So, it’s no secret that a lot of Patreon campaigns lost a lot of pledges when Patreon announced they would be charging patrons more than their pledge levels. I added some emergency pricing tiers to prevent people from having to pay more to get the same rewards, but even so many people just left the platform entirely. So even though Patreon has decided not to change how they bill (for now, anyway), the damage is done.
While removing the no-longer needed emergency pricing levels, I decided I wanted my mega-patron level, where you get a monthly pdf of all the free content I release in a month, to be more affordable. So I’ve brought that down from $20 to $10.
And so you-all have some idea what those monthly pdfs of free content are like, I’m posting the August pdf on my Patreon sight, but leaving the post available for all my fans to enjoy! The amount of content I produce each month varies, but this gives you an idea what kinds of material to expect. This one has some old-school inspired material for Pathfinder (randomly acquired psionics, archetypes and hybrid classes for old 2nd ed muticlass character concepts such as the cleric/fighter/magic-user, cleric/fighter/thief, cleric/ranger, illusionist/thief, and more ), some Starfinder material (the pistol of tricks, belt of veskkind, folding torpedo minisub, trenchcoat of the bat, and more), and some of the extras each pdf includes (random supers ideas, essays on the game industry and my life intersecting with it, and random things like song lyrics, game night quotes, and every funny thing I posted over 31 days).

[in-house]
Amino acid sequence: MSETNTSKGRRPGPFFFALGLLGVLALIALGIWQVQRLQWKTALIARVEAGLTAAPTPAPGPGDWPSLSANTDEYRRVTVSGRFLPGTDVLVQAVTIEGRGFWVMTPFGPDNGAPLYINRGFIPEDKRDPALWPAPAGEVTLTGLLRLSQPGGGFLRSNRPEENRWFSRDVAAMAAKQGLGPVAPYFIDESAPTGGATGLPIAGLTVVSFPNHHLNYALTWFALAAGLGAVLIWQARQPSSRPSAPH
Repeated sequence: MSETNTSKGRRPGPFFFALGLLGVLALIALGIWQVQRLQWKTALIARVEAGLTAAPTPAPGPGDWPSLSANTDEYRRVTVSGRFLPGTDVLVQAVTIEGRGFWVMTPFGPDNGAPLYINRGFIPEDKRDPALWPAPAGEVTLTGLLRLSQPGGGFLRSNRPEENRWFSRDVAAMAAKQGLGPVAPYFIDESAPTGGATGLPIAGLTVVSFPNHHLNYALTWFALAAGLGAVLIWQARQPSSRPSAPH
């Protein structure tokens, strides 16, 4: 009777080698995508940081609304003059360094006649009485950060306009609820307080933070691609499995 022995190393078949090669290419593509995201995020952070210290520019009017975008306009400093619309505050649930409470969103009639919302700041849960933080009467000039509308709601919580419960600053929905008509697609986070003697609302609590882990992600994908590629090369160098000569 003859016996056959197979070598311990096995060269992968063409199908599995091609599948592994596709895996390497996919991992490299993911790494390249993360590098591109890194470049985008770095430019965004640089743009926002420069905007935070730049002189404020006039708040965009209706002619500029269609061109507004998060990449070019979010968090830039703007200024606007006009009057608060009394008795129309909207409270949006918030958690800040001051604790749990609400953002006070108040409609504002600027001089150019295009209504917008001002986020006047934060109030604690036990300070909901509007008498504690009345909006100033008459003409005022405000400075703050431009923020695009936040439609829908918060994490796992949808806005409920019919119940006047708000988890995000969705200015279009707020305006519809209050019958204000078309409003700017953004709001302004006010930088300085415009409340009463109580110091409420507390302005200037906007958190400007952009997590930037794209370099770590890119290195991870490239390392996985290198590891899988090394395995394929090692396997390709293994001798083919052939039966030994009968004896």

So check out the pdf and, if you want more like it, become a mega-patron today!

Dirty Delvers Treasure Division

Two things are on my mind at the moment. “Dirty Santa” style gift –exchange games, and treasure division in dungeon-delving style fantasy RPGs. These two things have nothing to do with each other, and yet…

Let me interrupt my own train of thought to point out that I’m not claiming this is a good idea. I strongly suspect it’s a bad idea. But, it IS an idea, and sometimes those demand our attention.

So, let’s combine Dirty Santa and Treasure Division.

Decide how many items there are to be divided. We’ll call this the number of “picks.” If there’s money or other bulk valuables you can divide the total value by the number of people in the party who get treasure (we’ll call them folks), and treat each amount of that value as one pick. (So if there is 2400 gp of coins and gems, and five folks dividing the treasure, that’s five picks worth 480 gp each.)

Divide the total number of picks by the number of folks, and round up.

Double that number, and each of the folks get that many takes. A take represents selecting an item of loot to keep. They should track their takes.